Fox // 2004 // 61 Minutes // Rated G
Reviewed by Judge Brett Cullum // September 16th, 2004
Only BRATZ are BRATZ! -- Actual marketing line from commercial
Bratz are a line of fashion dolls that have become wildly popular among young girls for their " out there" fashions, huge removable feet and shoes, and more funky hip-hop attitude than the staid Midwestern Barbie can muster. It was only a matter of time before parent company MGA Entertainment partnered with Fox to market the allure of the Bratz phenomenon with a release on video. So now we have the direct-to-DVD release Bratz the Video: Starrin' and Stylin' in front of the court. Will kids be wowed? Will parents run and hide when it hits the DVD player?
The story follows Chloe, Sasha, Yasmin, and Jade as they prepare for Stiles High's prom. The girls are assigned an art project to "express themselves" the week of the big dance. All four girls protest this extra work during such an important week, and they decide to collectively make a video showcasing all four of them to turn in. To add to their troubles, a new gossip column in the school newspaper is running items by an anonymous author that reveal all of their secrets and insecurities. Will the prom be a success? Will they pass the art final with their video? Will the gossipmonger ruin their lives?
The first thing anyone will notice is the cool packaging of the DVD. It comes in a limited edition Bratz plastic purse that the case slips into nicely. It's an accessory and video all in one. The colors on the box and packaging are typical Bratz -- glittering and bright. Little girls are going to go crazy when they see this on the shelves. The feature is animated and runs about an hour. The graphics are lively and colorful, and it all looks bright and nicely saturated, as any cartoon about budding fashionistas should be. Oddly enough, all the girls have huge lips and eyes, long hair, and no noses. In profile you see a tiny point, but honestly it looks like they don't have a nose most of the time. So right there you see an agenda forming -- pretty girls have big, full lips; large, soulful eyes; and tiny, unnoticeable noses. Aw, those Bratz are so cute! I loved the fact that the girls had little or no discernible ethnicity as well. I know that sounds like a problem, but they are all different colors, and their ethnic identities are never even brought up. The Bratz live in an ideal world where race is not important, or at least not as important as shopping and makeovers.
The girls embody crass consumerism. They spend a lot of time at the mall, and many many sequences show them getting dressed or planning to wear a certain outfit. The Bratz dolls are fashion dolls, so clothes are their most important concern; did you expect them to be diplomats or neurosurgeons? Likewise, they don't seem overly concerned with school, although the prom is an all-out major event. The funny thing is that, with four girls, only two boys show up in the story: Dylan and Cameron. The boys will escort them to the dance, but little is made of who is dating who. It's junior high dating styles imposed on high school girls -- which should be appropriate for the age of the target audience.
I've raised some political issues, but honestly this is light and breezy fare that should entertain little girls effectively. Bratz are fun-loving and loyal to their friends. They appreciate each other for the qualities each girl brings to the group, and nothing offensive really jumps out. Sure, they aren't too ambitious or brainy, but I wouldn't have expected that to be part of the plot, given that the ultimate goal of the video is to push a line of dolls. And you know what? That's fine with me. I loved the bright colors, the nice breezy pop songs sprinkled throughout the video, and all the references to guacamole (seriously, they bring it up in almost every scene).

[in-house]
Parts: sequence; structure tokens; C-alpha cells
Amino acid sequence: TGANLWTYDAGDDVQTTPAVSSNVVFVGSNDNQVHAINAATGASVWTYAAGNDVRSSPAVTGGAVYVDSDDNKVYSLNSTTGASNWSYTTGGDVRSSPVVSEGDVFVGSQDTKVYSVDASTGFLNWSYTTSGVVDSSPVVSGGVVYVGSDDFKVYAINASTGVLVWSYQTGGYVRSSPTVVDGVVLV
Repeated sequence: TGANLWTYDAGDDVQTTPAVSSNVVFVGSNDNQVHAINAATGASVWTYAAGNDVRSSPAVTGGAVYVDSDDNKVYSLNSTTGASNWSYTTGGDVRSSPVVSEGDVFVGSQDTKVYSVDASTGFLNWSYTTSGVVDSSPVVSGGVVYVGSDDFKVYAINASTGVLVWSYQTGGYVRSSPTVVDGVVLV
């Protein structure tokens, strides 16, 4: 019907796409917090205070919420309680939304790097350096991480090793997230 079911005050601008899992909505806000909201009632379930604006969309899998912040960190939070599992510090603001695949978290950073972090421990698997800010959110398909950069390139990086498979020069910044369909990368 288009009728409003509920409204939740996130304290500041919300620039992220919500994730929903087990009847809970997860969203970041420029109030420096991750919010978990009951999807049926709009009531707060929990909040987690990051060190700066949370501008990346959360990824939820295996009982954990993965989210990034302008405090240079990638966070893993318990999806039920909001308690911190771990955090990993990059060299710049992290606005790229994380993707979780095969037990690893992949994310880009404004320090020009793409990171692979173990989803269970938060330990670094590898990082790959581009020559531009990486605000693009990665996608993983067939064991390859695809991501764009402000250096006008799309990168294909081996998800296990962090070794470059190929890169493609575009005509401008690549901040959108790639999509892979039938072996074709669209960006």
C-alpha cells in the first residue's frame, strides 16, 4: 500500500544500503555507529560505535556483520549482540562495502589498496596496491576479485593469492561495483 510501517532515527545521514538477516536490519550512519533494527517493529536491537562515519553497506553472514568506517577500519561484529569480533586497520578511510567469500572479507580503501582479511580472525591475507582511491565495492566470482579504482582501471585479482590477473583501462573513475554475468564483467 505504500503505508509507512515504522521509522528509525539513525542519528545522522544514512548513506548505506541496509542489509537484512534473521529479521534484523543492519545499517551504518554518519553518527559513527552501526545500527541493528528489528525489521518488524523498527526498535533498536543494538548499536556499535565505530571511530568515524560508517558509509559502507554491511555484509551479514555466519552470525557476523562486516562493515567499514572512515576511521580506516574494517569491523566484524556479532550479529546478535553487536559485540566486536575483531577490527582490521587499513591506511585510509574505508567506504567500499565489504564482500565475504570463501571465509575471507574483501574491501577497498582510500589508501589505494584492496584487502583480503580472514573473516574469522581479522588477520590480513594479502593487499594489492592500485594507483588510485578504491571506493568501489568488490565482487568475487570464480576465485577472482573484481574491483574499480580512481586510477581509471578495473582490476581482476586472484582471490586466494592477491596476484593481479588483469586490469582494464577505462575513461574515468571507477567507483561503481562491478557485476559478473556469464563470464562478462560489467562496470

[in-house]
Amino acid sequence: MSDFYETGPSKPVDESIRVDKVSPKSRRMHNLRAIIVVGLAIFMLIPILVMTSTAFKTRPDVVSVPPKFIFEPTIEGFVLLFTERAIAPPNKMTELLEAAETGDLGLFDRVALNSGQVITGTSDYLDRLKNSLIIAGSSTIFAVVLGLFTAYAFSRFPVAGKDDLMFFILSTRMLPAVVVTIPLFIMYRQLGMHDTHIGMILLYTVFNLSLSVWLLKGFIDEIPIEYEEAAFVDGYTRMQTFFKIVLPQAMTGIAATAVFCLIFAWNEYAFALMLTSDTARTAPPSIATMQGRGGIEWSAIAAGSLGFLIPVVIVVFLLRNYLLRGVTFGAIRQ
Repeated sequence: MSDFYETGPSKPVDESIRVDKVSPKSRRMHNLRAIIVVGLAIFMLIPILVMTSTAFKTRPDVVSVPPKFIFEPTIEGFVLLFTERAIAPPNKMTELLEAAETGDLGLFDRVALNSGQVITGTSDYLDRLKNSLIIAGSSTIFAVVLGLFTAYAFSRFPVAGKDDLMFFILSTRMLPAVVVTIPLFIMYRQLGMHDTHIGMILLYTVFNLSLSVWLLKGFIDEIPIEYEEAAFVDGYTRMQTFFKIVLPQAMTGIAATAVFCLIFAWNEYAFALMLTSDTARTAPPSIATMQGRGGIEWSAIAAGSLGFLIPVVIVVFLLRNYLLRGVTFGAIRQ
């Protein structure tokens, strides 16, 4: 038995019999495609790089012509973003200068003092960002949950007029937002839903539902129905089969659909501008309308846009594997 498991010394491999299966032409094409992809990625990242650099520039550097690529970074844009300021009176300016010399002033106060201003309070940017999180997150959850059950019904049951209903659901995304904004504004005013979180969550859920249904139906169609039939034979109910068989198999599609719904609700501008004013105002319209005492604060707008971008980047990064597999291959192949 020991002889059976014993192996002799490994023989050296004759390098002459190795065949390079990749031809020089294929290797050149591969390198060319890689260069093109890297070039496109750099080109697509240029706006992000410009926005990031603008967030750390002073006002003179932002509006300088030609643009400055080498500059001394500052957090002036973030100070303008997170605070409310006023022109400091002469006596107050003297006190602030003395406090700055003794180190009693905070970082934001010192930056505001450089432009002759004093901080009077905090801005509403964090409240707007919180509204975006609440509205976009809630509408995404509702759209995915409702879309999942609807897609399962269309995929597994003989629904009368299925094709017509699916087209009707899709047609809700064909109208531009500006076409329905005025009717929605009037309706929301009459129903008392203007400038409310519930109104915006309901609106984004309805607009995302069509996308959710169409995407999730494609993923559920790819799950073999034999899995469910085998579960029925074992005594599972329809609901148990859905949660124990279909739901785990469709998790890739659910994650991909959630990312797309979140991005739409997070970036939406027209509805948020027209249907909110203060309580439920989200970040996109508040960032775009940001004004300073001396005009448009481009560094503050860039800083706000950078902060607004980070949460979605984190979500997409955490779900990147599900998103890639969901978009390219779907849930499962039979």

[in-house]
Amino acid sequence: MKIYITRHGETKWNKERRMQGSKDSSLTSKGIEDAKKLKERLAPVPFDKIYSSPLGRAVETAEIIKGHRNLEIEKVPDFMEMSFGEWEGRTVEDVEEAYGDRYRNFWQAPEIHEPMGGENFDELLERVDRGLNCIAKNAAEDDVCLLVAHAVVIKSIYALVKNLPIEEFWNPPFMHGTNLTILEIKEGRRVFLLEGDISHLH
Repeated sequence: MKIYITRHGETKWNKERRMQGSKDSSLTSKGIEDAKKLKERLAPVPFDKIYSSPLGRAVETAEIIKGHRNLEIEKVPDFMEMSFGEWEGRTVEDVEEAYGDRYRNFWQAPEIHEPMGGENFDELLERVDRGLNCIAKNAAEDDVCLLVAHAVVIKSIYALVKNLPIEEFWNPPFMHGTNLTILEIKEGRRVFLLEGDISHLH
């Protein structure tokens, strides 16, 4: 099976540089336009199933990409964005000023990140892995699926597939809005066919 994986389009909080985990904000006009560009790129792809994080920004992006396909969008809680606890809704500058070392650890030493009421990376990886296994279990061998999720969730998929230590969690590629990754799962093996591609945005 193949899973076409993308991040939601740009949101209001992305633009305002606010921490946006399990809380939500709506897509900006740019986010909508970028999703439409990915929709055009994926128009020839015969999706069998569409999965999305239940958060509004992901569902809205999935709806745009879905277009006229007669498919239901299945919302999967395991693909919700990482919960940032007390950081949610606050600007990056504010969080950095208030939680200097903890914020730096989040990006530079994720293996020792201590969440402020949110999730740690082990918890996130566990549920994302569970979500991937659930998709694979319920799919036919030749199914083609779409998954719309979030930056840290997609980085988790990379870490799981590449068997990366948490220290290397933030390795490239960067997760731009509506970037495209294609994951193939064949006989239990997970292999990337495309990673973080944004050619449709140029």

The DVD itself has many extra items and activities to keep young girls busy. There is a mix-and-match fashion feature (naturally), a deleted scene, bloopers, karaoke songs, a music video, and a TV spot for the real dolls and their Formal Funk collection (these include dolls with real eyelashes!). Surprisingly, there is a horoscope feature you can access to determine you and your friends ' compatibilities with each other and potential dates. Seems like it's training for future Cosmopolitan readers.
The only problem I can see with the DVD is the onscreen menu controls. They are quite complicated, and I found myself fumbling through them trying to get the hang of how to change options on many of the games and activities. Kids may have more patience, but I thought the menus should have been clearer and easier to navigate.
Feminists will be horrified at the shallowness of the Bratz as role models. Likewise, parents of Bratz fans may want to talk to their children about group mentality and whether fashion is really as important as the Bratz portray it to be. Sure, it's important, but school and being a good person should come first. At least the Bratz espouse the value of friends.
Not much here for the adults, but the girls will find it funky and fun. Bratz is all about fashion and having a good time. Nothing wrong with that sentiment.
The Bratz are free to go entertain little girls everywhere. Parents may want to monitor the message the video gives, but they will find little to really raise eyebrows. They also will not find the movie very entertaining to the older set. Unless they just love cute fashions and guacamole!
Review content copyright © 2004 Brett Cullum; Site layout and review format copyright © 1998 - 2016 HipClick Designs LLC
Scales of Justice
* Full Frame
* Dolby Digital 2.0 Surround (English)
* Dolby Digital 2.0 Surround (French)
* Dolby Digital 2.0 Surround (Spanish)
Running Time: 61 Minutes
Release Year: 2004
MPAA Rating: Rated G
* Deleted Scene
* 6 Karaoke Songs
* BRATZ Love Horoscopes
* BRATZ Fashion Mall Game
* BRATZ Trivia Game
* Music Video
* BRATZ TV Spot